What keeps you hopeful?
There is a beautiful, universal truth everywhere and, if you peek under the veil, you’ll find a wondrous commonality between us. I don't use the camera just as an extension of my eye but also as an extension of my heart.
Is there a particular place or subject you haven't had the opportunity
to photograph and would really like to?
Although I get to witness extraordinary things, it's not simply about jetting off to exotic places. The magic really begins when you stay in a place and give yourself enough time to gain insight and understanding. My dream project is to work in my backyard in Montana. I've started but look forward to spending more time here.
What was the most surprising thing that happened to you when working?
I’ve had so many experiences. Some inspiring and others utterly terrifying. My worst close call was in a village in Palestine, in Gaza. It was after a Palestinian had been shot and killed, after his funeral. The sun was setting and I was the only journalist still there. My instincts were telling me it was time to go, but I just wanted to get one or two more frames. And then this man started screaming, and within seconds I was surrounded by a crowd of young, very angry men. There had been a lot of killings in that area, people were enraged and I knew there was no reasoning with a mob. They wanted blood. They wanted vengeance. I had spent time earlier with the family of the Palestinian who had been killed, including several women from his family. These women, who had been standing on the periphery of the crowd, stepped forward to escort me to safety. But if they hadn’t been there, if I hadn’t spent the day with them, I don’t know what would have happened.
How about the most inspiring?
My journey has allowed me to witness extraordinary acts of kindness, even in the darkest places.
Is there a particular cause that is closest to your heart?
I’m working with several conservation organizations in Kenya including the Nature Conservancy, Lewa Wildlife Conservancy, the Northern Rangelands Trust and Conservation International. Whether it's ranchers in Montana, rhinos and elephants in Africa or pandas in China, I tend to focus on connections; between people, between communities and between people and nature. I use photography to focus on the things that we share, the commonalities rather then the things that divide.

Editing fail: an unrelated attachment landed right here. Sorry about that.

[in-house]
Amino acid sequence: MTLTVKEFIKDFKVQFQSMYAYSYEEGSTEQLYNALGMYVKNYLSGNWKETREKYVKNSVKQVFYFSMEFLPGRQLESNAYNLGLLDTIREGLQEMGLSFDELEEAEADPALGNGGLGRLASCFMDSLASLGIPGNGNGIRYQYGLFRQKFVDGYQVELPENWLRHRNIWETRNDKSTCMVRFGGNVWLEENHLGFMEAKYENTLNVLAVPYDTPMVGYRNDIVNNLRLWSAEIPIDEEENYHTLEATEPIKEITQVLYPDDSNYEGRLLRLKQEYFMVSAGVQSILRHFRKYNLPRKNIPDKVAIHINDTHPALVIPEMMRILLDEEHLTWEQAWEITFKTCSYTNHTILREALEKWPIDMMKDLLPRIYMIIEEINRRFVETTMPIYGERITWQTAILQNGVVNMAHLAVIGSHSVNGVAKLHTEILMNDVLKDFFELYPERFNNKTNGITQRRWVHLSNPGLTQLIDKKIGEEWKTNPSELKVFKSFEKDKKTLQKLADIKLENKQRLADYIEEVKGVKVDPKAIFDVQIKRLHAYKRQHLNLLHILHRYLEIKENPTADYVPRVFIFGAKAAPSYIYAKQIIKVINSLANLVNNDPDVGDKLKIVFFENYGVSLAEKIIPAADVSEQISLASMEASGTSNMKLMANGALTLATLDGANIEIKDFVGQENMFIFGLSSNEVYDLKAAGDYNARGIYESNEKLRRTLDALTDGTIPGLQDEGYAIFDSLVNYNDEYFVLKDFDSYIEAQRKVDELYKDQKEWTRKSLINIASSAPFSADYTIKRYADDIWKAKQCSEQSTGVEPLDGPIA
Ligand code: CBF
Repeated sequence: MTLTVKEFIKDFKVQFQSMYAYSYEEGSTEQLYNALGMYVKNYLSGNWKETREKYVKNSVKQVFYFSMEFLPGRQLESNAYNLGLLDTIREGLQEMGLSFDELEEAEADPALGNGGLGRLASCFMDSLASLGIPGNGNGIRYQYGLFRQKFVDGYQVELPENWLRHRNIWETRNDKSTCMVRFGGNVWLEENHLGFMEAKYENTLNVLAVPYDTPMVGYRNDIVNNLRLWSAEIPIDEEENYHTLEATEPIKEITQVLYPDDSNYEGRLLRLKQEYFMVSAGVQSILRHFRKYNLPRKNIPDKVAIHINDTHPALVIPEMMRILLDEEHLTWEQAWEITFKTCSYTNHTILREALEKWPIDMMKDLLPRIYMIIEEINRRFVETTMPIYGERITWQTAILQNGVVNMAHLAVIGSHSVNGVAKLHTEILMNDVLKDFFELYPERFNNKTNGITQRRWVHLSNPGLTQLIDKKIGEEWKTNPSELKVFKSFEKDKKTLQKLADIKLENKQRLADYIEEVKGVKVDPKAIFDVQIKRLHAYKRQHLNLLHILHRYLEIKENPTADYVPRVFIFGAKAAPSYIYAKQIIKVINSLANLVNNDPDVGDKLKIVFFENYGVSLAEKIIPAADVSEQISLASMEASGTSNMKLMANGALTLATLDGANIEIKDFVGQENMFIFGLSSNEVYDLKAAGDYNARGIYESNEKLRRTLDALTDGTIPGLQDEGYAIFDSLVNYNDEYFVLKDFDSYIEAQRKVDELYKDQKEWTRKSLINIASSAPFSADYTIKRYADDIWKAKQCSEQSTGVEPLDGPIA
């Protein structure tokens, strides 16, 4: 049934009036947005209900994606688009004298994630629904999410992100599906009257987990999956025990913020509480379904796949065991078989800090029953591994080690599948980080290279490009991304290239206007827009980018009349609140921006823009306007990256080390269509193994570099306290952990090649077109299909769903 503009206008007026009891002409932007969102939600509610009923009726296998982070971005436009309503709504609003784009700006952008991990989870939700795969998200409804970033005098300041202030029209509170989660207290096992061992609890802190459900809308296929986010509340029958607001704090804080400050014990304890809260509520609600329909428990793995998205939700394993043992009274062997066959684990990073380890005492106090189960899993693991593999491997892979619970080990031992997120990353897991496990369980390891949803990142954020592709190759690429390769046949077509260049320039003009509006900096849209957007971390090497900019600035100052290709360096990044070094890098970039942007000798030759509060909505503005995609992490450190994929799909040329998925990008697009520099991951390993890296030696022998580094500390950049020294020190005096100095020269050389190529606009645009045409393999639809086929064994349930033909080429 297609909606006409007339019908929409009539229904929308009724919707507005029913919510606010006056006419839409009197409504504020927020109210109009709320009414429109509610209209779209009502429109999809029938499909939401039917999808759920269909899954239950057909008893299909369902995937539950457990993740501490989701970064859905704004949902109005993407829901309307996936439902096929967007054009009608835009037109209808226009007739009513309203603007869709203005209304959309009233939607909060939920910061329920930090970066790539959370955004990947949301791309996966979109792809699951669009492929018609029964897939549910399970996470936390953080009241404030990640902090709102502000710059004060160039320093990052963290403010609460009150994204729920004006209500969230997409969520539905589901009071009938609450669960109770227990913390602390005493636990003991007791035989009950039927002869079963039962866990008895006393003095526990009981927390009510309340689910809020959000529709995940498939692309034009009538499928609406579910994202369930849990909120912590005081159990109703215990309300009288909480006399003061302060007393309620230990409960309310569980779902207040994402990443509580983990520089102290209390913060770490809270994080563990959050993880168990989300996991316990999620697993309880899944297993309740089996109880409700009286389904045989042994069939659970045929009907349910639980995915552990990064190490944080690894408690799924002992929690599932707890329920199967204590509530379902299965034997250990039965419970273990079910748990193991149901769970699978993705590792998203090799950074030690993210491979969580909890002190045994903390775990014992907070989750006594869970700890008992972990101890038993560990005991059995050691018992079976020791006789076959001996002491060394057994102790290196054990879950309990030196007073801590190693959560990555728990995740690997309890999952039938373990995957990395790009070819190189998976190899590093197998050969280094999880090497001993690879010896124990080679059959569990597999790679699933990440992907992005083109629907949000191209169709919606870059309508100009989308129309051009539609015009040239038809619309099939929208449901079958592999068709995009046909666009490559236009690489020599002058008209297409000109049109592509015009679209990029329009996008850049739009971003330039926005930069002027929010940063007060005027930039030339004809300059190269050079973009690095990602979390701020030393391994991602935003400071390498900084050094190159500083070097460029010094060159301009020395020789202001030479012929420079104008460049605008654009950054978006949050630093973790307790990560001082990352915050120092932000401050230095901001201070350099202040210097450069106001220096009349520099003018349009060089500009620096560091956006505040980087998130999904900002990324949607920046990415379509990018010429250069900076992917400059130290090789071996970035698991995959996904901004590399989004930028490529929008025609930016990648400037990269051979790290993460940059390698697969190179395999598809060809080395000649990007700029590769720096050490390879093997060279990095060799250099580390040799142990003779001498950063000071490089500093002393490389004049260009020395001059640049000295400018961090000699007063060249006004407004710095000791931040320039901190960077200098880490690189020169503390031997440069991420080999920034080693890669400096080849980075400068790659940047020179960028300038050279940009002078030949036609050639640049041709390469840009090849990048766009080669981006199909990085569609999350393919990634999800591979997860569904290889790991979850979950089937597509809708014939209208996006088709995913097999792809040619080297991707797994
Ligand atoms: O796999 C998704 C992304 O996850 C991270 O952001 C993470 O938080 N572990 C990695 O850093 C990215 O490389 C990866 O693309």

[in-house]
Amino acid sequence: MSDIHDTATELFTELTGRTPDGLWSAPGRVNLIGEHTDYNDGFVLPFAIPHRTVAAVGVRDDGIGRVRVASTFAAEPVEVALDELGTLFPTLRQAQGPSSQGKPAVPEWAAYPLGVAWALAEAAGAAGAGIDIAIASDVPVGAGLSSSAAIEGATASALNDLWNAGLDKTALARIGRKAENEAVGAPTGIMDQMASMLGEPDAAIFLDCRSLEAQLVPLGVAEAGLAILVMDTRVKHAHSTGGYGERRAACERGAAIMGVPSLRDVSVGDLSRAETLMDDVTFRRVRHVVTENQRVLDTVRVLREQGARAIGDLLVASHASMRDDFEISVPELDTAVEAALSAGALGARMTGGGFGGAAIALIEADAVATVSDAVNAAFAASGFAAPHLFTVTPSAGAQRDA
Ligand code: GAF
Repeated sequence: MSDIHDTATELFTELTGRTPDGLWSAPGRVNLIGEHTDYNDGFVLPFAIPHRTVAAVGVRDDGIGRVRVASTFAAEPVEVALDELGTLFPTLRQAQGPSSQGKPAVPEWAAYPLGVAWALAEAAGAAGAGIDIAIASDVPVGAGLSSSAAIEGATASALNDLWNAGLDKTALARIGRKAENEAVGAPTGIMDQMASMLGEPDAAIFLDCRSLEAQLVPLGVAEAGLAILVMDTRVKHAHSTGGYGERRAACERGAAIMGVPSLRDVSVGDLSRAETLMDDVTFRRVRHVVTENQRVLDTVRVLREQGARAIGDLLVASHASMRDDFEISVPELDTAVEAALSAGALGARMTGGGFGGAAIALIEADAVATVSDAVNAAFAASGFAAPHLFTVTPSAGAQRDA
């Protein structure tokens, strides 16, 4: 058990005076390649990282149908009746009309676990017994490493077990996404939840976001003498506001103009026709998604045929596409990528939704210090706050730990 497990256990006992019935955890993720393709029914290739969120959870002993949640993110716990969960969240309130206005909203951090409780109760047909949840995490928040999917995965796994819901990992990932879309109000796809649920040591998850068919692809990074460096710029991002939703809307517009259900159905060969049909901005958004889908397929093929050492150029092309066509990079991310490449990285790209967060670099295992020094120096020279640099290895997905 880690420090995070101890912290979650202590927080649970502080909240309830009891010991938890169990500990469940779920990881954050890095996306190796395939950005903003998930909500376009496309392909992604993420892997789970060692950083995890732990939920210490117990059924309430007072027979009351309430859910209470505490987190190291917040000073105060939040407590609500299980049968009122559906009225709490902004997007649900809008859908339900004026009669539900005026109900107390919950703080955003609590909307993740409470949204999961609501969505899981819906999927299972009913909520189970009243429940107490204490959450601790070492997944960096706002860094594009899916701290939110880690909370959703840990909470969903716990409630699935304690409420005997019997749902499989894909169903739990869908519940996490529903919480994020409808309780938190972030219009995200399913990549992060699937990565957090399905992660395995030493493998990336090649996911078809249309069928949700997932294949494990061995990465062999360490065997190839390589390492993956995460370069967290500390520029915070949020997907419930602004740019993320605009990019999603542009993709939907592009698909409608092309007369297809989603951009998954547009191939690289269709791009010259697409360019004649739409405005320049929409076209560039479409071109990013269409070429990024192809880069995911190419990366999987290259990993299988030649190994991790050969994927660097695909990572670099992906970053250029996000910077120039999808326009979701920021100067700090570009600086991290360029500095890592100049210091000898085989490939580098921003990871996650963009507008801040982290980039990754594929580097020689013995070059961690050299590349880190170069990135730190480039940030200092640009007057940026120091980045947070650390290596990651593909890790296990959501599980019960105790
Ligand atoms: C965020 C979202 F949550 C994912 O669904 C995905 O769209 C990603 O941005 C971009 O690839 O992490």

I work with Ripple Effect Images, a collective of scientists, writers, photographers and filmmakers with a mission of creating powerful stories illustrating the very specific issues women in developing countries face. I am also a member of the Executive Advisory Committee of the Alexia Foundation's Photojournalism Advisory Board. I would not be who I am without the guidance and support from so many people. They have given selflessly and given me the profound desire to pay it forward.
What's next for you?
Im working on two stories for National Geographic at the moment. One on pandas in China and another on Sri
Lanka after a brutal, 26-year conflict. When I get home, I will begin a speaking tour in several US cities for National Geographic called, "My search for Truth: Rhinos, Rickshaws and Revolution." Finally, I am working on a personal project in Kenya about how indigenous Kenyans are coming together to fight poaching.
What's the best advice you've ever received?
Don’t look at people as different or exotic.
Our motto at Livingly is "live life beautifully" — what does living beautifully mean to you?
Being authentic, connecting with the people and nature and remembering that we have more in common with each other than you might think.